6.Check your ego at the door. The ego always lead you to feel lonely. Do you find you feel superior to others? Or inferior to others? Two sides of the same coin both of which will ensure loneliness. When we feel lonely, we tend to blame external factors including other people. The best way to stop feeling lonely in your life and relationships is to examine your thoughts and world view. Is your ego in the driver’s seat? An out of control ego coincides with feeling “separate” from others and life itself. The very nature of the ego is separation. Our ego drives us to be very isolated. In order to be connected with need to be seen, heard, and valued. In order to feel this way, we need to be capable of making OTHERS feel seen, heard, and valued. It is a two-way street. If your ego is in the driver’s seat, you will almost certainly struggle with loneliness for as long as that is the case, you will not be capable of truly seeing, hearing, and valuing others.

I truly believe we can change this trend in loneliness. But first we need to figure out a way to address this growing empathy gap in our society.

Try asking someone how they are doing. Be brave and put yourself out there. But remember people can only meet you as deeply as they meet themselves.

No matter who you are, you’ve probably experienced the depths of loneliness at some point in your life. If you are feeling lonely, remember, this too shall pass. If you are willing to do your part. It’s no wonder that loneliness can be an unhappy feeling, because most people enjoy other people’s company, and feeling connected with those who are important in our lives. Addressing your loneliness could be the key to unleashing your healthy mind.

I believe with a little ingenuity we can all have the relationships we want and need.

To schedule a counseling session with me (AND if you are a reader who lives in New Jersey):

https://anewcounselingservices.com/erin-theodorou%2Cm-ed-%2C-lpc

Anew Counseling Services LLC

617 Oradell Avenue, Suite 3, Oradell, New Jersey, 07649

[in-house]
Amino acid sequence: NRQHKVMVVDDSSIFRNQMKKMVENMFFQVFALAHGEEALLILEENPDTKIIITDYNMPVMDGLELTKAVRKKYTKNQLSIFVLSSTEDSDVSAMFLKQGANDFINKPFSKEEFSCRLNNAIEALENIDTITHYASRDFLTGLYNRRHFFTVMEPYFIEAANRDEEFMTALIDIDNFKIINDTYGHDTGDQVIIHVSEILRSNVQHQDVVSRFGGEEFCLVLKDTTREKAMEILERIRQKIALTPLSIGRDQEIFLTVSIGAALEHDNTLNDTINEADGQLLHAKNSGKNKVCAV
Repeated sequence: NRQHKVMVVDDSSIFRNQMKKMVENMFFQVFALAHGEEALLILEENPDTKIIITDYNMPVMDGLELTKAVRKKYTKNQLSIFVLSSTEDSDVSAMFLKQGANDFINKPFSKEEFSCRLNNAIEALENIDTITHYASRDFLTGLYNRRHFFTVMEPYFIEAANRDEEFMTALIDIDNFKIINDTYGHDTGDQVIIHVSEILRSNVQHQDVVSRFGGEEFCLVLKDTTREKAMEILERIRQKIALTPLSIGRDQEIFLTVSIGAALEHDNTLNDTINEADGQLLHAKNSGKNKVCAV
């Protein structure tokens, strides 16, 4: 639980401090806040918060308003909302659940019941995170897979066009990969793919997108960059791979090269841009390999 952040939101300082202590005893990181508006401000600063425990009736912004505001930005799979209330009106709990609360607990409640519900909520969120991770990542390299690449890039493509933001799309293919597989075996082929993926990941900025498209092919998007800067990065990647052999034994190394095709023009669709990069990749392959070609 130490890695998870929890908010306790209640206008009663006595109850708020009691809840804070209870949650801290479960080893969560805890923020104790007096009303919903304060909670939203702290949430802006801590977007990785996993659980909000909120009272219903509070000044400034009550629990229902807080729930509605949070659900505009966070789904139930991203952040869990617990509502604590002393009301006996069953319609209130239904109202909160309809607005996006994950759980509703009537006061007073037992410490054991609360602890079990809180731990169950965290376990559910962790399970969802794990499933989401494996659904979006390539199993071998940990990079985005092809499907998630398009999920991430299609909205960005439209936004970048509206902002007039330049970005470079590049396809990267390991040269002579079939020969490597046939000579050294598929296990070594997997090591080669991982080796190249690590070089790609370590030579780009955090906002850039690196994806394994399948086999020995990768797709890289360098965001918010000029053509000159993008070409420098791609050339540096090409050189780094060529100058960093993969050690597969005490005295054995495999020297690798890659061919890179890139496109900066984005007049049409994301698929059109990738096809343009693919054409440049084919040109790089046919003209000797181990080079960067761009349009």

(551) 795-3822
etheodorou@anewcounselingservices.com

 

Advertisements
counseling, psychology, self-help

Managing Stress During the Holiday Season: It’s the Most Wonderful AND Stressful Time of the Year!

holiday-stress-organixxFeature.png

Do you get stressed-out around the holidays? 

Thanksgiving is almost upon us which means the holiday season is about to be in full swing!

For many, this is their favorite time of year. Many look forward to the holidays and ending the year with a bang!

The holiday season can be full of joy and spending quality time with our loved ones…but it can also be stressful and full of angst. The holiday season is a time of year that often brings unwelcome visitors–anxiety, stress, and depression just to name a few–all of which can put a damper on one’s holiday spirit.

Stress is ever-present during the holiday season. And it’s no wonder. The holidays present a multitude of demands — demands we place on our self AND demands placed on us by others.

We spend endless hours devoting much time to decorating, shopping, baking, gift wrapping, cleaning, and entertaining. Unrealistic expectations run rampant during the time of year. Just trying to stay within one’s budget can be stressful in and of itself.

It is the most wonderful and EXPENSIVE time of the year!

During this time of year, people often resort to bad habits—they may overindulged in sweet and sugar cravings, dip into the booze and pharmaceuticals, and live on cup after cup of caffeine filled drinks such as coffee and soda to power through their never-ending to-do list.

Emotions can be all over the place. You may feel annoyed by meddling relatives, experience bouts of loneliness,  miss loved ones who are no longer with you, or lose patience with your children over their endless requests and demands.